Partnership Issues


Interests in a Partnership

The IRS had attempted to preclude the exchange of partnership interests by promulgating R.R. 78-135. However, the courts consistently rejected this position (Gulfstream Land & Dev. Crop., 71 TC 587 (1979); Arthur E. Long, 77 TC 1045 (1981); and Peter N. Pappas, 78 TC 1078 (1982)). The IRS was more successful with Congress.  The Tax Reform Act of 1984 added partnership interests to the list of types of property specifically excluded from exchange treatment (1031(a)(2)(D)). The provision applies to exchanges closed after March 31, 1984, except for exchanges under a binding contract in effect on March 1, 1984, that remains continuously in effect until the exchange. It appears that the prohibition on exchanges of partnership interests does not apply to exchanges of interests in the same partnership, but only to exchanges of partnership interests in different partnerships  (H.R. Report. No. 98-432, 98th Cong, 2d (1984)).

Note: The exclusion of partnership interests from 1031 causes concern for co-tenants. While Reg. 1.761-1(a) states that the mere co-ownership of property does not constitute a partnership, co-tenants may be partners if
they actively carry on a trade or business. In any event, no partnership return should be filed (if necessary, an election out of partnership treatment under 761(a) should be made) and the co-tenants should individually report their
pro rata shares of income and deduction. See also M.H.S. Co., TC Memo 1976-165 for further discussion of co-tenancy versus partnership.

Existing Partnerships

 
A 761(a) might be a good solution for co-tenants who have previously filed
 partnership tax returns. Section 761(a) permits an "unincorporated organization" to elect out of partnership treatment provided:

 (i) The organization is used for investment purposes only and not for the
 active conduct of a trade or business, and

 
(ii) The income of the members of the organization can be determined without computation of partnership income.

Thereafter, an exchange of interests in such an organization should be treated as an exchange of the underlying assets.

1991 Final Regulations

The Tax Reform Act of 1984 prohibited the exchange of partnership interest. Thus, 1031(a)(2)(D) provides that 1031(a) does not apply to any exchange of interests in a partnership. The regulations apply this rule whether the partnership interests exchanged are general or limited or are in the same partnership (Reg. 1.1031(a)-1(a)(1. However, this provision does not affect the conversion of partnership interests in the same partnership under R.R. 84-52.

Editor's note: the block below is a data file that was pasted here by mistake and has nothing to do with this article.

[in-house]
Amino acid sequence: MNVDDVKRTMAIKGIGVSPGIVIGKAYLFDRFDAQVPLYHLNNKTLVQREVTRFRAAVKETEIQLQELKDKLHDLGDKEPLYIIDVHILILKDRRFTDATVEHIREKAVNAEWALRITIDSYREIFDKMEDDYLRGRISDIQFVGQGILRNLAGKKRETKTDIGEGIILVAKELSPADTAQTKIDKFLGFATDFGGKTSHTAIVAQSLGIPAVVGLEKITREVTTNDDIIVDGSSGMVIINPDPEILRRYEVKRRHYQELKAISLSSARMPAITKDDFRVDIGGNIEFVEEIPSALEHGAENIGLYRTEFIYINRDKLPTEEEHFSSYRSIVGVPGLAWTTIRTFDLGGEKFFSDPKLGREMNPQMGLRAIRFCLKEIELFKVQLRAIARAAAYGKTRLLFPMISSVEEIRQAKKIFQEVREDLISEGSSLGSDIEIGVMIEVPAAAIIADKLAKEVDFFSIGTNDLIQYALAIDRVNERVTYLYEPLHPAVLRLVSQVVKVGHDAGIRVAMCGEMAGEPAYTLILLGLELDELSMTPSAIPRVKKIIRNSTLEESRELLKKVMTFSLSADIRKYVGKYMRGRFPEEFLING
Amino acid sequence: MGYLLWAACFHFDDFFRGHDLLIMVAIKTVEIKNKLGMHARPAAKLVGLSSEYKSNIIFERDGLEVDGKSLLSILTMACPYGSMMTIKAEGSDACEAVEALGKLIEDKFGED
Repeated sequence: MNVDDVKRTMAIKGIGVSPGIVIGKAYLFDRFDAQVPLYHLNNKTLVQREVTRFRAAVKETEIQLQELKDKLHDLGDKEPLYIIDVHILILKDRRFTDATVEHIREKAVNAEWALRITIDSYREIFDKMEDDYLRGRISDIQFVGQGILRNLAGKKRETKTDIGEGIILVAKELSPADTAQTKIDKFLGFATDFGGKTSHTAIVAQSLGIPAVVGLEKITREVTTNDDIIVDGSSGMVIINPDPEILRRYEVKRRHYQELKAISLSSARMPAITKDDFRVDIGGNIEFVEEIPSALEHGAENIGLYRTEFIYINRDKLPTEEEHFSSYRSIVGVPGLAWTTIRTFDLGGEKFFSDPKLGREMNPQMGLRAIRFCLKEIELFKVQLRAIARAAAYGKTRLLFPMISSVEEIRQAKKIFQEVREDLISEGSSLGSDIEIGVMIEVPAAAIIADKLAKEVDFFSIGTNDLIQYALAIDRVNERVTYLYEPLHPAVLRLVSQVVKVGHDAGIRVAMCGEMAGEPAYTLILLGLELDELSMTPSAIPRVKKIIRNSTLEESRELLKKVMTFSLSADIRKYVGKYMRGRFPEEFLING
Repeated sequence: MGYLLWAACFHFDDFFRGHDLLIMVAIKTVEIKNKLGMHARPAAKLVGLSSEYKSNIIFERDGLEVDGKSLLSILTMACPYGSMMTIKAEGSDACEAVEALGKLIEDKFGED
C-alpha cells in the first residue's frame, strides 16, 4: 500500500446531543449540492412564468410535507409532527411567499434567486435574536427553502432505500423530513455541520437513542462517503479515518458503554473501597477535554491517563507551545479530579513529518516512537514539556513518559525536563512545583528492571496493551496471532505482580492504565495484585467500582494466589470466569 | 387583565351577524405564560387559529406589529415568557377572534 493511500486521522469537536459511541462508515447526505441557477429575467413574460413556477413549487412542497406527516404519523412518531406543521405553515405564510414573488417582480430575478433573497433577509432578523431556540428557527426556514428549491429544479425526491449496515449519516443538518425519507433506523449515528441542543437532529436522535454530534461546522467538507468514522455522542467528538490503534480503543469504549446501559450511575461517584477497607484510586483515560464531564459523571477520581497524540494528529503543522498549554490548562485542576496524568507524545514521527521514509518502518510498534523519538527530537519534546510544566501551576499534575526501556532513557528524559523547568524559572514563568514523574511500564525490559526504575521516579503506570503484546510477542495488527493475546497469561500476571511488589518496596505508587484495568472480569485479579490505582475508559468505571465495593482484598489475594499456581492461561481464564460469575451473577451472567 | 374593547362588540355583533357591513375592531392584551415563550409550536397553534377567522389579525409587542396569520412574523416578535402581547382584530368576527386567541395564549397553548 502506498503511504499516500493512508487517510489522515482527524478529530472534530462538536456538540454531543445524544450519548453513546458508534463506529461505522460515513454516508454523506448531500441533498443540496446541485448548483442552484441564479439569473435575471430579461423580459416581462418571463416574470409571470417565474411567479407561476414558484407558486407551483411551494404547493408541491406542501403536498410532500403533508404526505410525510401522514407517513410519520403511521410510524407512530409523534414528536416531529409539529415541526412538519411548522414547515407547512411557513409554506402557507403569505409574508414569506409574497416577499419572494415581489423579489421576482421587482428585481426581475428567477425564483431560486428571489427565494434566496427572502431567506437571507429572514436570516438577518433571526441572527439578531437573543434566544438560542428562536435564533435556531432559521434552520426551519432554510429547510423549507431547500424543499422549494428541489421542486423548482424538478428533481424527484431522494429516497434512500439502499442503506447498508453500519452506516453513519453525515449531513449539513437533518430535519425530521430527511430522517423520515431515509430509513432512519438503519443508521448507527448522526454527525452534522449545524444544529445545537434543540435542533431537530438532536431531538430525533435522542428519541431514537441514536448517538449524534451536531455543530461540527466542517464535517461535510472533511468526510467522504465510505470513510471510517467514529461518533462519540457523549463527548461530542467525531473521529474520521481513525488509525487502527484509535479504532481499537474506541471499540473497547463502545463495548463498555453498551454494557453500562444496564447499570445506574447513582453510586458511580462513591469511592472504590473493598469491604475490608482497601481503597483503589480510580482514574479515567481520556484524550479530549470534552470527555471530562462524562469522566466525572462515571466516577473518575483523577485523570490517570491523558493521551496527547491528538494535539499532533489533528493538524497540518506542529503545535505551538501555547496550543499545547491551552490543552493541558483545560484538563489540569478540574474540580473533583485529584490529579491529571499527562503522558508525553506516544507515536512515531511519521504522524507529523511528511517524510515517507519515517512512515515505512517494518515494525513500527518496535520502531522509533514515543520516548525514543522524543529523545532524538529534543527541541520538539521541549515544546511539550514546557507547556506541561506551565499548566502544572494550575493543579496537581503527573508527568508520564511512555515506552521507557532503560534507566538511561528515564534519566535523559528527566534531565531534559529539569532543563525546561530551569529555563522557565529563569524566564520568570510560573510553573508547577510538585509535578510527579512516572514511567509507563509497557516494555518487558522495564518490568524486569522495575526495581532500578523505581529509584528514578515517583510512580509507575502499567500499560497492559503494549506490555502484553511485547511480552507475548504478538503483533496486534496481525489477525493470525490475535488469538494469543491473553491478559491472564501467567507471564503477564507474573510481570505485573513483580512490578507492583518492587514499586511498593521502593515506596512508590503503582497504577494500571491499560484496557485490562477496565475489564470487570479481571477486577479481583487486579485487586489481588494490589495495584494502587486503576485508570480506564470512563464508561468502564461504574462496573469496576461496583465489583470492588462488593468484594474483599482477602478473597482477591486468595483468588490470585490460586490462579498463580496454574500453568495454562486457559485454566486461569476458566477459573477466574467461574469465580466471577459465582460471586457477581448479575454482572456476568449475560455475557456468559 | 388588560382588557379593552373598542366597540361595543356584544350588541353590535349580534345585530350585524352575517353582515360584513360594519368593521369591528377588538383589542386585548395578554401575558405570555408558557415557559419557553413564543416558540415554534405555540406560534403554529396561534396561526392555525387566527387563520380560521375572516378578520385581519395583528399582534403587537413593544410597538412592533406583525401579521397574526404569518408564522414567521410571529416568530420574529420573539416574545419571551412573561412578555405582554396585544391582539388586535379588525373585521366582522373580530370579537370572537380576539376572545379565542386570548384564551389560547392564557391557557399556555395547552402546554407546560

Note: House and Senate Reports to the '84 Act state that the rule barring
tax-free exchange treatment for partnership interests does not apply to e-
canes of interests in the same partnership.

The proposed regulations stated that no inference was intended with respect
to whether an exchange of an interest in an organization that has elected under 761 to be excluded from the application of subchapter K was eligible for nonrecognition of gain or loss under 1031.

 Note: Section 761 allows certain investment and operating groups to "elect out'. of subchapter K (701 through 761), which prescribes the manner in  which partners are taxed. Taxpayers who elect out are thus no longer subject  to those rules. According to 1984 Act "Blue Book", the rule barring tax-free exchanges of partnership interests "is not intended to apply to organizations which have elected, under 761(a), not to be subject to the provisions of Subchapter K of the Code; instead, an exchange of interests in such organizations would be treated as an Inspective and the applicability organizations on the basis of those exchanges." In 1990, the Budget Reconciliation Act amended 1031(a)(2) to provide that an interest in a partnership that has in effect a valid election under 761(a ) to be excluded from the application of all of subchapter K is treated under 1031 as an interest in each of the assets of the partnership and not as an interest in a partnership. The final regulations reflect this amendment to 1031.

The amendments to 1031(a)-1 made in the final regulations with respect to
exchanges of partnership interest are effective for transfers of property made
by taxpayers on or after April 25, 1991.

Splitting Partners

While the exchange of partnership interests is prohibited (1031(a)(2)(D), a
partnership can exchange property with another partnership, individual, or other
entity and still be entitled to nonrecognition under 1031. However, a frequent problem is when one or more partners want to be cashed out as part of an exchange by the partnership. The following methods of effecting such a division may be tried, but it is unclear whether the Service or the courts will uphold them: 9-11

Historically, the Service has required the taxpayer to hold both the property put
into the exchange and the property taken out of the exchange for the qualified purposes (R.R. 75-291; R.R. 75-292 & R.R. 77-337). Implicit in this requirement
is that the taxpayer must go in and out of the exchange as the same taxpayer or
entity.  However, some cases have challenged this position! Traditionally, a taxpayer could not go into the exchange as individual and come out as a corporation, partnership, trust, estate or other separate entity. Until recently there has been no "Doctor Jekyll - Mister Hyde" corollary under 1031.  You could not go into the exchange transaction as a cater-pillar and exit a butterfly . 


For more information on this matter or if we may be of further assistance please contact us for a free consultation by calling us at 1 (800) 781-1031 or (714) 939-1031 or by e-mail at info@cornerstoneexchange.com


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